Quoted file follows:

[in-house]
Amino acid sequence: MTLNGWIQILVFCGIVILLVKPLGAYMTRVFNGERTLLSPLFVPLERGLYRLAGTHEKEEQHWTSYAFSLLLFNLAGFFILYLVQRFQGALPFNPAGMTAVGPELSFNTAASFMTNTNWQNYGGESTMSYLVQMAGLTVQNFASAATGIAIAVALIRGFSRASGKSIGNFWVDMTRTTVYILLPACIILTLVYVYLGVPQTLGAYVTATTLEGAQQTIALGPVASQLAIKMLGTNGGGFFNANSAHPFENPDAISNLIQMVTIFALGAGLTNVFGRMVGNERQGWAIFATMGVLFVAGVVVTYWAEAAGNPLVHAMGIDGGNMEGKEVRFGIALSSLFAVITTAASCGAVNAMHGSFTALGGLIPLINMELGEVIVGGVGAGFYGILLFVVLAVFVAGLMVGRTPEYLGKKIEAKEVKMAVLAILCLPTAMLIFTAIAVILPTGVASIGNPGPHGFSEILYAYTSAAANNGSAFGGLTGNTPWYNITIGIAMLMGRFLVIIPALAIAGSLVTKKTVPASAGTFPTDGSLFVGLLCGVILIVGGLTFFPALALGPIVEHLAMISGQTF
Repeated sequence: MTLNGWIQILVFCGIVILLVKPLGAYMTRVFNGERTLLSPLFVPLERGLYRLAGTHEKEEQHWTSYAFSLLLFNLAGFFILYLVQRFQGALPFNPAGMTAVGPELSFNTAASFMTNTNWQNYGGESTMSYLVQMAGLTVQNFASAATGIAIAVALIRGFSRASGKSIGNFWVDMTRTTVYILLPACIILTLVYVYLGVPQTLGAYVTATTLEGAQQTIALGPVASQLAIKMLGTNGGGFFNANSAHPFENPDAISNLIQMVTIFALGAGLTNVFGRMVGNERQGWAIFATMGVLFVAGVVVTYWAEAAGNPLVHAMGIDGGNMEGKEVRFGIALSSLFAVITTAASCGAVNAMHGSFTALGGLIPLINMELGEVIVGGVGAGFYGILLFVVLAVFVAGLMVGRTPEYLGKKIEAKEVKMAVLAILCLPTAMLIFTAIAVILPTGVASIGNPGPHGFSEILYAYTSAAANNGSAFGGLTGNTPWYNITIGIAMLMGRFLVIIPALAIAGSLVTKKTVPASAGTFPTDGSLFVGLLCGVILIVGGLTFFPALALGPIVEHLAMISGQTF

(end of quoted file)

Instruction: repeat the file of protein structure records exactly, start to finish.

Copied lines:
[in-house]
Amino acid sequence: MTLNGWIQILVFCGIVILLVKPLGAYMTRVFNGERTLLSPLFVPLERGLYRLAGTHEKEEQHWTSYAFSLLLFNLAGFFILYLVQRFQGALPFNPAGMTAVGPELSFNTAASFMTNTNWQNYGGESTMSYLVQMAGLTVQNFASAATGIAIAVALIRGFSRASGKSIGNFWVDMTRTTVYILLPACIILTLVYVYLGVPQTLGAYVTATTLEGAQQTIALGPVASQLAIKMLGTNGGGFFNANSAHPFENPDAISNLIQMVTIFALGAGLTNVFGRMVGNERQGWAIFATMGVLFVAGVVVTYWAEAAGNPLVHAMGIDGGNMEGKEVRFGIALSSLFAVITTAASCGAVNAMHGSFTALGGLIPLINMELGEVIVGGVGAGFYGILLFVVLAVFVAGLMVGRTPEYLGKKIEAKEVKMAVLAILCLPTAMLIFTAIAVILPTGVASIGNPGPHGFSEILYAYTSAAANNGSAFGGLTGNTPWYNITIGIAMLMGRFLVIIPALAIAGSLVTKKTVPASAGTFPTDGSLFVGLLCGVILIVGGLTFFPALALGPIVEHLAMISGQTF
Repeated sequence: MTLNGWIQILVFCGIVILLVKPLGAYMTRVFNGERTLLSPLFVPLERGLYRLAGTHEKEEQHWTSYAFSLLLFNLAGFFILYLVQRFQGALPFNPAGMTAVGPELSFNTAASFMTNTNWQNYGGESTMSYLVQMAGLTVQNFASAATGIAIAVALIRGFSRASGKSIGNFWVDMTRTTVYILLPACIILTLVYVYLGVPQTLGAYVTATTLEGAQQTIALGPVASQLAIKMLGTNGGGFFNANSAHPFENPDAISNLIQMVTIFALGAGLTNVFGRMVGNERQGWAIFATMGVLFVAGVVVTYWAEAAGNPLVHAMGIDGGNMEGKEVRFGIALSSLFAVITTAASCGAVNAMHGSFTALGGLIPLINMELGEVIVGGVGAGFYGILLFVVLAVFVAGLMVGRTPEYLGKKIEAKEVKMAVLAILCLPTAMLIFTAIAVILPTGVASIGNPGPHGFSEILYAYTSAAANNGSAFGGLTGNTPWYNITIGIAMLMGRFLVIIPALAIAGSLVTKKTVPASAGTFPTDGSLFVGLLCGVILIVGGLTFFPALALGPIVEHLAMISGQTF